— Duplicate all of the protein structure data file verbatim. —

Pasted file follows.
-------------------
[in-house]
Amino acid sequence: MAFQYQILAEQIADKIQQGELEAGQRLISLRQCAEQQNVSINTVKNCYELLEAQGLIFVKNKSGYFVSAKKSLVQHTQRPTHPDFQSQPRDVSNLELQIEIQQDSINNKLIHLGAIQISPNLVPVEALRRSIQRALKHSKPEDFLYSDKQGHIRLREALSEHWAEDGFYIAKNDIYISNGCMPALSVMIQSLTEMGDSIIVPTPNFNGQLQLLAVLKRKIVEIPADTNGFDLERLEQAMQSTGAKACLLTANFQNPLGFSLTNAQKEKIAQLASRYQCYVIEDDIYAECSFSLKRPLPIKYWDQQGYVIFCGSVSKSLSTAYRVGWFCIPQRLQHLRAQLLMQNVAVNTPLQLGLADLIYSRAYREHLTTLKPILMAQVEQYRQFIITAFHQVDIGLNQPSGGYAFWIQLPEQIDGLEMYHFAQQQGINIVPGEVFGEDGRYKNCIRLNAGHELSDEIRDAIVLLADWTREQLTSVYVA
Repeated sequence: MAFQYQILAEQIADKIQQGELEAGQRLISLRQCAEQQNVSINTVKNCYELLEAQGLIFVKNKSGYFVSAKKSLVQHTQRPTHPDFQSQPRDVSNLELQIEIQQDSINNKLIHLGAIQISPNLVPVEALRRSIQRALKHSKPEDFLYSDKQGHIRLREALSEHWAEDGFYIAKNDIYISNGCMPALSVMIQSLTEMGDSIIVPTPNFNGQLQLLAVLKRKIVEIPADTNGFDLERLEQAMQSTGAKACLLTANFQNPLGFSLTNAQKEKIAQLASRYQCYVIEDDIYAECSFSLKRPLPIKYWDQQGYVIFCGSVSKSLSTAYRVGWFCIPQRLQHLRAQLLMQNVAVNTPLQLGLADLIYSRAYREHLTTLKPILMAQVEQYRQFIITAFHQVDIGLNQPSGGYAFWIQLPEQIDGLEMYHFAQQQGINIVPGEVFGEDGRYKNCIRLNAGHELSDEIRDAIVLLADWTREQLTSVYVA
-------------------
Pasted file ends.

[in-house]
Amino acid sequence: MAFQYQILAEQIADKIQQGELEAGQRLISLRQCAEQQNVSINTVKNCYELLEAQGLIFVKNKSGYFVSAKKSLVQHTQRPTHPDFQSQPRDVSNLELQIEIQQDSINNKLIHLGAIQISPNLVPVEALRRSIQRALKHSKPEDFLYSDKQGHIRLREALSEHWAEDGFYIAKNDIYISNGCMPALSVMIQSLTEMGDSIIVPTPNFNGQLQLLAVLKRKIVEIPADTNGFDLERLEQAMQSTGAKACLLTANFQNPLGFSLTNAQKEKIAQLASRYQCYVIEDDIYAECSFSLKRPLPIKYWDQQGYVIFCGSVSKSLSTAYRVGWFCIPQRLQHLRAQLLMQNVAVNTPLQLGLADLIYSRAYREHLTTLKPILMAQVEQYRQFIITAFHQVDIGLNQPSGGYAFWIQLPEQIDGLEMYHFAQQQGINIVPGEVFGEDGRYKNCIRLNAGHELSDEIRDAIVLLADWTREQLTSVYVA
Repeated sequence: MAFQYQILAEQIADKIQQGELEAGQRLISLRQCAEQQNVSINTVKNCYELLEAQGLIFVKNKSGYFVSAKKSLVQHTQRPTHPDFQSQPRDVSNLELQIEIQQDSINNKLIHLGAIQISPNLVPVEALRRSIQRALKHSKPEDFLYSDKQGHIRLREALSEHWAEDGFYIAKNDIYISNGCMPALSVMIQSLTEMGDSIIVPTPNFNGQLQLLAVLKRKIVEIPADTNGFDLERLEQAMQSTGAKACLLTANFQNPLGFSLTNAQKEKIAQLASRYQCYVIEDDIYAECSFSLKRPLPIKYWDQQGYVIFCGSVSKSLSTAYRVGWFCIPQRLQHLRAQLLMQNVAVNTPLQLGLADLIYSRAYREHLTTLKPILMAQVEQYRQFIITAFHQVDIGLNQPSGGYAFWIQLPEQIDGLEMYHFAQQQGINIVPGEVFGEDGRYKNCIRLNAGHELSDEIRDAIVLLADWTREQLTSVYVA